“This is the urban forest, and we are trying to protect that,” said Rick Keuroglian, the president of the Olde Town Neighborhood Association.
In September, arborist and Augusta Tree Commission Chairman Roy Simkins marked rotting trees with a big X in white spray paint. Many of the trees had weak limbs in danger of falling on property and had caused damage in some cases.
Keuroglian and other neighbors weren’t pleased that the X marks resembled graffiti as several community initiatives aim to clean up the blocks. The city also implied some replacement costs would be at the residents’ expense.
“That’s not a solution for Olde Town,” Keuroglian said. “A majority of people in this area are renters, and that’s a big burden.”
Replacing the trees could take several years given budget and labor constraints of city maintenance departments. But the neighborhood is trying to speed up the project by holding tree-planting days, typically the second Saturday of each month.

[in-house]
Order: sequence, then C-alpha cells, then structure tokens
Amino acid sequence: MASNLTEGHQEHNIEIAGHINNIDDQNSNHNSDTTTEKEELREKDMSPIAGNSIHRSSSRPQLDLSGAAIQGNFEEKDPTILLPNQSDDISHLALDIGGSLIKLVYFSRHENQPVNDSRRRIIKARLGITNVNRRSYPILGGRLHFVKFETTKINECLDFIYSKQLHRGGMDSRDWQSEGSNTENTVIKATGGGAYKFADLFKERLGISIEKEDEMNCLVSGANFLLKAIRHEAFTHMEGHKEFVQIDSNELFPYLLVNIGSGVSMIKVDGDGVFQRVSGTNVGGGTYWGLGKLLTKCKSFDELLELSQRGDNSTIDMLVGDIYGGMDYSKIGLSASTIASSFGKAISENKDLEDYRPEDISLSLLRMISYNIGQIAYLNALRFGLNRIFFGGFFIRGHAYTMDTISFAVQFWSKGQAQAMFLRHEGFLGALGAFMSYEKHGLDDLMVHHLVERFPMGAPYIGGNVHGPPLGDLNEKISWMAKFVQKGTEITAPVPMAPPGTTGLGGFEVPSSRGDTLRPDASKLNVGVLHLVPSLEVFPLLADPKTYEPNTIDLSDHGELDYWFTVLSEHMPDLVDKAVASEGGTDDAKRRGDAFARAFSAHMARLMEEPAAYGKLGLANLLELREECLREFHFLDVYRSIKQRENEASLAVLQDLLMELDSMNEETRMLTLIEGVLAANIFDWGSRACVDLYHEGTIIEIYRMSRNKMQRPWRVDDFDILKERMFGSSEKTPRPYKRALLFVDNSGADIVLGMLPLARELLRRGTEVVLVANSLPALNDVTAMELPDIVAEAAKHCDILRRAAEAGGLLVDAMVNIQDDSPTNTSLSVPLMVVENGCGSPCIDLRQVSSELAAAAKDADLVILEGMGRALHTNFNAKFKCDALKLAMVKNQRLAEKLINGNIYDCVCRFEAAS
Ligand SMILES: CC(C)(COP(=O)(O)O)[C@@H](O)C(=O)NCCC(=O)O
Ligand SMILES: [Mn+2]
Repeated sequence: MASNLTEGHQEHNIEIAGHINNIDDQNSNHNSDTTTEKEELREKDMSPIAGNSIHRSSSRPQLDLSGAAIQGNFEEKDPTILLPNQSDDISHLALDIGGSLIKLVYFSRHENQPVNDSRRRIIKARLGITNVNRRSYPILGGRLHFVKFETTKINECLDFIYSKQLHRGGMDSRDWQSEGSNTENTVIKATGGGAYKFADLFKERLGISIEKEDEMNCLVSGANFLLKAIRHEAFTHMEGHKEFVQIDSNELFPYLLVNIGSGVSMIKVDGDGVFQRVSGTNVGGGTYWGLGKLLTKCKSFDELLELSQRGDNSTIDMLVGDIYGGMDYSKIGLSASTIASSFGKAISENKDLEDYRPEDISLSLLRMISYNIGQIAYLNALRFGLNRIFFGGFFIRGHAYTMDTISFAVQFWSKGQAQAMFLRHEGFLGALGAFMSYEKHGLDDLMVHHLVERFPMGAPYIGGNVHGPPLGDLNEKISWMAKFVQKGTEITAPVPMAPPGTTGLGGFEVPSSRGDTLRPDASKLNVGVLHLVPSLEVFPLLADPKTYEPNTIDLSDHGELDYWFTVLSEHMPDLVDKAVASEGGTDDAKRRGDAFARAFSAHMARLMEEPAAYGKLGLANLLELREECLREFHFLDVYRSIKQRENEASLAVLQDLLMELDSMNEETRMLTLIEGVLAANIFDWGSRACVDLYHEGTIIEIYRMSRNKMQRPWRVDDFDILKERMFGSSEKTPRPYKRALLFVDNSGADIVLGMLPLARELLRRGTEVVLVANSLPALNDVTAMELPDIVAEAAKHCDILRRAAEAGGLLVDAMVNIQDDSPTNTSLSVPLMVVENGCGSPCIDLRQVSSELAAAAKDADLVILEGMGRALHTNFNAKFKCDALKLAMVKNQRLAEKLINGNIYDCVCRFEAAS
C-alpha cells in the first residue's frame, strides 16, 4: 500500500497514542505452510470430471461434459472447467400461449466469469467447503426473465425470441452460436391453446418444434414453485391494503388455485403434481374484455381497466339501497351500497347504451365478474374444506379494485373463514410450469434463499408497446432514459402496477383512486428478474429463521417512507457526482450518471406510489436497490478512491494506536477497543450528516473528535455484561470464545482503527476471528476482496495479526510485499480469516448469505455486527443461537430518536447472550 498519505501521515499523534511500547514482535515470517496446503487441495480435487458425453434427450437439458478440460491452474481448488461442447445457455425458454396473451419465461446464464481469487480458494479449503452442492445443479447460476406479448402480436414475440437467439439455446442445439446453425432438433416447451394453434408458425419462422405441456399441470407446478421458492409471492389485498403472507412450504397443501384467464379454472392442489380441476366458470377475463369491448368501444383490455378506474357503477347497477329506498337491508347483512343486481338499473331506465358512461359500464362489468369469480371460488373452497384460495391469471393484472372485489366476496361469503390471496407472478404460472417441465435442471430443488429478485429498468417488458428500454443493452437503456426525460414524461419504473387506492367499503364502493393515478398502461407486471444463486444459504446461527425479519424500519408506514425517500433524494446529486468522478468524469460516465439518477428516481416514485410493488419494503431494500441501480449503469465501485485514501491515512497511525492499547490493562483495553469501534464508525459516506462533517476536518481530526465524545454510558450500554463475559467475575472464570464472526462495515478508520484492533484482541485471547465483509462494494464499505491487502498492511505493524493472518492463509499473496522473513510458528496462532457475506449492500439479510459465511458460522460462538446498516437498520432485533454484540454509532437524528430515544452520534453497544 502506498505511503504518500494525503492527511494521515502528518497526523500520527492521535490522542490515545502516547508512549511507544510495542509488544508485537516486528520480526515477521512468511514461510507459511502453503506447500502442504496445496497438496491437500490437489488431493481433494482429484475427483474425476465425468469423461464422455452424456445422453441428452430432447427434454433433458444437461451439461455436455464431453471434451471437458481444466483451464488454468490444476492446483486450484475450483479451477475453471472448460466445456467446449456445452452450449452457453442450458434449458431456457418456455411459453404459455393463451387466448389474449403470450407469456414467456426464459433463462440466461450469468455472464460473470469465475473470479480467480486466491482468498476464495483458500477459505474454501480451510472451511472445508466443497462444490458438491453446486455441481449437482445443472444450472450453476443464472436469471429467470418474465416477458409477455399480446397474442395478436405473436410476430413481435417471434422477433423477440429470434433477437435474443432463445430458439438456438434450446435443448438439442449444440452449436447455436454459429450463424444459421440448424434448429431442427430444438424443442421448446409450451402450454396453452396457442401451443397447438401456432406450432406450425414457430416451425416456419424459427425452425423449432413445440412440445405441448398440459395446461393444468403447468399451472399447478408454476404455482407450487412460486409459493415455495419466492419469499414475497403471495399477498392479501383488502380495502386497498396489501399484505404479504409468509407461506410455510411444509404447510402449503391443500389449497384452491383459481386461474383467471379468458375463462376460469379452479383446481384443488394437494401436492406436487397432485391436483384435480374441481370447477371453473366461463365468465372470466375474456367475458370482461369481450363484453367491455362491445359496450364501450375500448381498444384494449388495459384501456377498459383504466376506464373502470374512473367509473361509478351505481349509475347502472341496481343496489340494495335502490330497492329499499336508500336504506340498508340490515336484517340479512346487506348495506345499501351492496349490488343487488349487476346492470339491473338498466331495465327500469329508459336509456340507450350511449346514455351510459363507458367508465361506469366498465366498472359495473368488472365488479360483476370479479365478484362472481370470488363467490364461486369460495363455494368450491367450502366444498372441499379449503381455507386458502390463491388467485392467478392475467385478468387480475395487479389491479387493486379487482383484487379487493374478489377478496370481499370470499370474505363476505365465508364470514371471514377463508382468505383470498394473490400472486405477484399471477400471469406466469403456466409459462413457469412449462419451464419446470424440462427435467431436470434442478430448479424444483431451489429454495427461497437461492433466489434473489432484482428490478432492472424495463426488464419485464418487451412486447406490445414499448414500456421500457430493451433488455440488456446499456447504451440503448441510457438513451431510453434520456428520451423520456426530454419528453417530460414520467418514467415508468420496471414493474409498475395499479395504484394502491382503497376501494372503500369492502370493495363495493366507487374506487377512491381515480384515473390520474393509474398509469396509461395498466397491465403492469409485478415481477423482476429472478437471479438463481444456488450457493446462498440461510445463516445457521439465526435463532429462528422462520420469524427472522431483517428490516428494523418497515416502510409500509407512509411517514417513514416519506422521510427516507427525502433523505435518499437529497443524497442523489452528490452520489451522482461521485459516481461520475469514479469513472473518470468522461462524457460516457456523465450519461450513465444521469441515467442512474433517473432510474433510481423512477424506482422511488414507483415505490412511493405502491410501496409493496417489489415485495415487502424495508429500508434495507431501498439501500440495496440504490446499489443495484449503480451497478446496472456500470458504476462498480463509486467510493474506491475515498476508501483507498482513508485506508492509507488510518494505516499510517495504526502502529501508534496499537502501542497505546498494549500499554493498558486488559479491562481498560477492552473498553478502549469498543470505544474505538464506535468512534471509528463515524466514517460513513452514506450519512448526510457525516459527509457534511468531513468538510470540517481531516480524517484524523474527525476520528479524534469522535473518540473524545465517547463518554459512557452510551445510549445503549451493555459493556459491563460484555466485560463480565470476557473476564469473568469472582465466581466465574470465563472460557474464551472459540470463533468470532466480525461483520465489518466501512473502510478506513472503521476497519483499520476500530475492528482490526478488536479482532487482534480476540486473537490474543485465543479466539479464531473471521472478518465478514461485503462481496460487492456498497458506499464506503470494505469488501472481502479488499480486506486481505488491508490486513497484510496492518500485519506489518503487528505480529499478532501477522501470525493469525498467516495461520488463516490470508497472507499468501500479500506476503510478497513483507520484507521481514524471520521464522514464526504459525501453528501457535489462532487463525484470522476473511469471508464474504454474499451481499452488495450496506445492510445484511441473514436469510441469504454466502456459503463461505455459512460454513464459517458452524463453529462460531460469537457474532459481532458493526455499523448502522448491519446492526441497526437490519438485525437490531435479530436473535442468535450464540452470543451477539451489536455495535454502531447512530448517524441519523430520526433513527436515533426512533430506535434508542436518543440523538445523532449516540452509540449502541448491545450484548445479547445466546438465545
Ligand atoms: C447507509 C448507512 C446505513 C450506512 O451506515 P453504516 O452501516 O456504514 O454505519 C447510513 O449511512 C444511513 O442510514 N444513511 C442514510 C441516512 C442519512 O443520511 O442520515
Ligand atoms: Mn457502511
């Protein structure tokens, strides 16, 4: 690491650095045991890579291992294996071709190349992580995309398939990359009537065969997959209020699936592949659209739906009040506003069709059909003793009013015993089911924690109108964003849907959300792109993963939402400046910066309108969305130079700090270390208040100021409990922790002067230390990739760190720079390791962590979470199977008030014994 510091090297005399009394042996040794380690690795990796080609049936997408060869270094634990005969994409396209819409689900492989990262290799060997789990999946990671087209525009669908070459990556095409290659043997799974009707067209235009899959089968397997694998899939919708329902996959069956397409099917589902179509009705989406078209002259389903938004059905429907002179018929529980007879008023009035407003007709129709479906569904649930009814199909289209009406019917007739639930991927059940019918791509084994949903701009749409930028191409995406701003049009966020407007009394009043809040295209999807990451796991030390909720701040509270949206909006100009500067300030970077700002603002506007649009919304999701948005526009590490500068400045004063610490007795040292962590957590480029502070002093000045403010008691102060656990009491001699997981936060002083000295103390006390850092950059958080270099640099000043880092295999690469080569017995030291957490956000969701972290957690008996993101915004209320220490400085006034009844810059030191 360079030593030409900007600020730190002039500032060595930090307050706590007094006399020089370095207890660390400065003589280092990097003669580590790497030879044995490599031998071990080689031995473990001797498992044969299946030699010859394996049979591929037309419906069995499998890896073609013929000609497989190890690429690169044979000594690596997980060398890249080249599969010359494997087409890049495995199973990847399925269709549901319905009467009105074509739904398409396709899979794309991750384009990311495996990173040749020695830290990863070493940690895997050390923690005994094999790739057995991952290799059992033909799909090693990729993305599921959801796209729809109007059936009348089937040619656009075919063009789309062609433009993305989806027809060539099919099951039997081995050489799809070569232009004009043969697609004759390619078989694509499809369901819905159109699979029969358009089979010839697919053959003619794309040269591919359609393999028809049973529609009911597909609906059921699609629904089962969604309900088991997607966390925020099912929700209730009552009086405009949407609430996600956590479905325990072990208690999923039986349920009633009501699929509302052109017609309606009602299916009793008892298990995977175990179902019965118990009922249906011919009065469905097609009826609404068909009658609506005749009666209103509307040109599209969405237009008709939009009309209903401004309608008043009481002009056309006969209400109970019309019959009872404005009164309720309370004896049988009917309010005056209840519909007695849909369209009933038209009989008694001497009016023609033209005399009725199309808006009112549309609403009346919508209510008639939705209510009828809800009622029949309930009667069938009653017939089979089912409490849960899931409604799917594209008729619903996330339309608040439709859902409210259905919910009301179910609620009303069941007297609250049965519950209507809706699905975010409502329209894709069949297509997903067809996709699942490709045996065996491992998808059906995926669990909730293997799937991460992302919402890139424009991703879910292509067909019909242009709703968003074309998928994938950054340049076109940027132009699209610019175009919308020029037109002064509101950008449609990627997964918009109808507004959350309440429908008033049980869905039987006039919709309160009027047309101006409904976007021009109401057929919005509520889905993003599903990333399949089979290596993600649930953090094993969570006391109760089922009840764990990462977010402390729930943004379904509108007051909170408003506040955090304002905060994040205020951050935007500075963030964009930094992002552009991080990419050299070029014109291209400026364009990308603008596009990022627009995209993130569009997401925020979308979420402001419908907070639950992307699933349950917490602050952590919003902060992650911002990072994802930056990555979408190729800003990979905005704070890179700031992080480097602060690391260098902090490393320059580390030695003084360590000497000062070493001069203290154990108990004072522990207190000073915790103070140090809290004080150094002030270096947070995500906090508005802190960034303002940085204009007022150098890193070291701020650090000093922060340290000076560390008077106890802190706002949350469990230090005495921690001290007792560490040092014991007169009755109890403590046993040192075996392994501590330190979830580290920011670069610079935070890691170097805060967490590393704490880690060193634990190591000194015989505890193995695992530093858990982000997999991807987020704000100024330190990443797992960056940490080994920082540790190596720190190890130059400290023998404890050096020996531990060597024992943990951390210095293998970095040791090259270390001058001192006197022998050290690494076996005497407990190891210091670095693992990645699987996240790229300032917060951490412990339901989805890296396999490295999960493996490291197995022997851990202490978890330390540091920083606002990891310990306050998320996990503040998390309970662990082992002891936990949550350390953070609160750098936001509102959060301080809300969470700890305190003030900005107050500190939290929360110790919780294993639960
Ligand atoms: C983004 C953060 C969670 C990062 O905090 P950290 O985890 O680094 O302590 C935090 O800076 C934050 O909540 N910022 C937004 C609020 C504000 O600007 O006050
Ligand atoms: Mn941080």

The city will purchase young willow oaks, which cost several hundred dollars each. Between five and 10 trees are delivered to the area for volunteers to plant.
“I think it’s a good thing the residents are taking it upon themselves,” city horticulturist Sam Smith said. “Obviously it saves our staff from having to do it.”
Next week, Smith will open a bid for planting 25 trees on the lower blocks of Broad and Green streets. He hopes those trees will be planted by the end of the month.
About 15 people turned out in November for a test run planting the trees. Curious neighbors joined in for the project after seeing the crew digging in the dirt and carrying trees to the holes. The willow oaks should live at least 200 years.
“People were so excited. The neighborhood came together. It just felt like this was a collaborative effort,” Keuroglian said.